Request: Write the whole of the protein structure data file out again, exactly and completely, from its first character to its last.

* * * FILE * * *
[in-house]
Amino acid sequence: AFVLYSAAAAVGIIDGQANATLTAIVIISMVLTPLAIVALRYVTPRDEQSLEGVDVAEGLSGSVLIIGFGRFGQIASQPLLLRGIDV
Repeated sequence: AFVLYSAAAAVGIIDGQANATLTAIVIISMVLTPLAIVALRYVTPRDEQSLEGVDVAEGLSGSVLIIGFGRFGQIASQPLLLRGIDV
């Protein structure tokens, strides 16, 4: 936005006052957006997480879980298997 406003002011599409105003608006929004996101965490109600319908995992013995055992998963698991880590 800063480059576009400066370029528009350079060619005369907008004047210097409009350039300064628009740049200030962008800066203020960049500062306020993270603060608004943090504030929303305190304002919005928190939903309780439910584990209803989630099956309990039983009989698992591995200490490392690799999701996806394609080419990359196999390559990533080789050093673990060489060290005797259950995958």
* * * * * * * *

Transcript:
[in-house]
Amino acid sequence: AFVLYSAAAAVGIIDGQANATLTAIVIISMVLTPLAIVALRYVTPRDEQSLEGVDVAEGLSGSVLIIGFGRFGQIASQPLLLRGIDV
Repeated sequence: AFVLYSAAAAVGIIDGQANATLTAIVIISMVLTPLAIVALRYVTPRDEQSLEGVDVAEGLSGSVLIIGFGRFGQIASQPLLLRGIDV
């Protein structure tokens, strides 16, 4: 936005006052957006997480879980298997 406003002011599409105003608006929004996101965490109600319908995992013995055992998963698991880590 800063480059576009400066370029528009350079060619005369907008004047210097409009350039300064628009740049200030962008800066203020960049500062306020993270603060608004943090504030929303305190304002919005928190939903309780439910584990209803989630099956309990039983009989698992591995200490490392690799999701996806394609080419990359196999390559990533080789050093673990060489060290005797259950995958």